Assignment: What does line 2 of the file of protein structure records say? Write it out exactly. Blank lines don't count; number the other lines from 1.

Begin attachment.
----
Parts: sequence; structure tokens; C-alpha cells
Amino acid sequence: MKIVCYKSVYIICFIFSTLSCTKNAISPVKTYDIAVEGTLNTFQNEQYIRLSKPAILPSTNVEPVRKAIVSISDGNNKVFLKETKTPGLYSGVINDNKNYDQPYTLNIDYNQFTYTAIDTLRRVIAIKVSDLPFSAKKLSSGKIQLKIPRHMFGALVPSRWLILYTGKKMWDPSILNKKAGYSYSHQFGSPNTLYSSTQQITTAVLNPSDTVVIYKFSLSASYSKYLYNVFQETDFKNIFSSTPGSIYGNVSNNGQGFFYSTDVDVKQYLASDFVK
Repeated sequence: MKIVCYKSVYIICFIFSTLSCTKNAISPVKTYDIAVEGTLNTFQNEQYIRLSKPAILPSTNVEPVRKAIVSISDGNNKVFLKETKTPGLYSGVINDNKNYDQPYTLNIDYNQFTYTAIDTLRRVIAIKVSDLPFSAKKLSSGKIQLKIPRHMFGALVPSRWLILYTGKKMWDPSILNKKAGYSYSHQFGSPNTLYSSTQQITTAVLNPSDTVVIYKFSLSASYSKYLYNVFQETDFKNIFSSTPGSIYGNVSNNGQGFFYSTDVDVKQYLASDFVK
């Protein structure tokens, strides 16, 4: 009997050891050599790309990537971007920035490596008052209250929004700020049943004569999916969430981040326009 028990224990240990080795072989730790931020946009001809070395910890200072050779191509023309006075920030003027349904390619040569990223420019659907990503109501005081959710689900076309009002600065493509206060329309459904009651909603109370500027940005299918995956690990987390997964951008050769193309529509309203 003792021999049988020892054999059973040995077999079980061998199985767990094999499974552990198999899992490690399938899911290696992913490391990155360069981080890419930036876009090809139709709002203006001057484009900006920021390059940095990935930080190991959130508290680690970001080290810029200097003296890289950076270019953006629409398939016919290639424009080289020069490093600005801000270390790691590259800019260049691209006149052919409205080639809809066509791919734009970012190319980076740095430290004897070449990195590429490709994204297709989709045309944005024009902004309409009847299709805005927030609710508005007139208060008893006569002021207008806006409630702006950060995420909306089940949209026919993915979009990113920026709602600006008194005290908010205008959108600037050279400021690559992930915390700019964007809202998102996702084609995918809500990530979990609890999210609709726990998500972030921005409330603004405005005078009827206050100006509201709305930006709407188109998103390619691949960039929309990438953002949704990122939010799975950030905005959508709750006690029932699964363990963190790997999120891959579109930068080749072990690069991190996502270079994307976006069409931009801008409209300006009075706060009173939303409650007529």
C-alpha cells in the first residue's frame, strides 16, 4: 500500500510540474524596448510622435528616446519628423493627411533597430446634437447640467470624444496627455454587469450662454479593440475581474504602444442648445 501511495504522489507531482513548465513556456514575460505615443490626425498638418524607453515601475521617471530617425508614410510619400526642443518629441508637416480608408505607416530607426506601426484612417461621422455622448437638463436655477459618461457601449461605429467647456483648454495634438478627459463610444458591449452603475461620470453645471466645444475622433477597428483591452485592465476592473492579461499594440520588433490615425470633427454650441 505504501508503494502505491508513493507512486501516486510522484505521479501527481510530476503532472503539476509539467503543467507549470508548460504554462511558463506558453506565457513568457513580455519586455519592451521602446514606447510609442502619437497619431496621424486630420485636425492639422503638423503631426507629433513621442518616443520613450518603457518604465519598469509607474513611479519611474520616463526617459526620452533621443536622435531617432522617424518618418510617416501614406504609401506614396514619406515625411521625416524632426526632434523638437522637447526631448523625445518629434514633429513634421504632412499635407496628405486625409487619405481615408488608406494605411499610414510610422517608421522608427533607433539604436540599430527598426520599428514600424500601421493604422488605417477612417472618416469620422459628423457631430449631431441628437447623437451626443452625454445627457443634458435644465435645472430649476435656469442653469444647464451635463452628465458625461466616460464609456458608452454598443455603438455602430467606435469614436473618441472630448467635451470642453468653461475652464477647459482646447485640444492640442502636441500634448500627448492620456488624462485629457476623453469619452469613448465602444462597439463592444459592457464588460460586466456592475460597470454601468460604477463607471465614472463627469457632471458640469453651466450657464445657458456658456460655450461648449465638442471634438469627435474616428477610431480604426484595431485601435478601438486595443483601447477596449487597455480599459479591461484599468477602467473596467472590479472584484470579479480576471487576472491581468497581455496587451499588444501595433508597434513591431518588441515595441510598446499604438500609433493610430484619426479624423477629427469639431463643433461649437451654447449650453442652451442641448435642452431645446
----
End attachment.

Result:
Amino acid sequence: MKIVCYKSVYIICFIFSTLSCTKNAISPVKTYDIAVEGTLNTFQNEQYIRLSKPAILPSTNVEPVRKAIVSISDGNNKVFLKETKTPGLYSGVINDNKNYDQPYTLNIDYNQFTYTAIDTLRRVIAIKVSDLPFSAKKLSSGKIQLKIPRHMFGALVPSRWLILYTGKKMWDPSILNKKAGYSYSHQFGSPNTLYSSTQQITTAVLNPSDTVVIYKFSLSASYSKYLYNVFQETDFKNIFSSTPGSIYGNVSNNGQGFFYSTDVDVKQYLASDFVK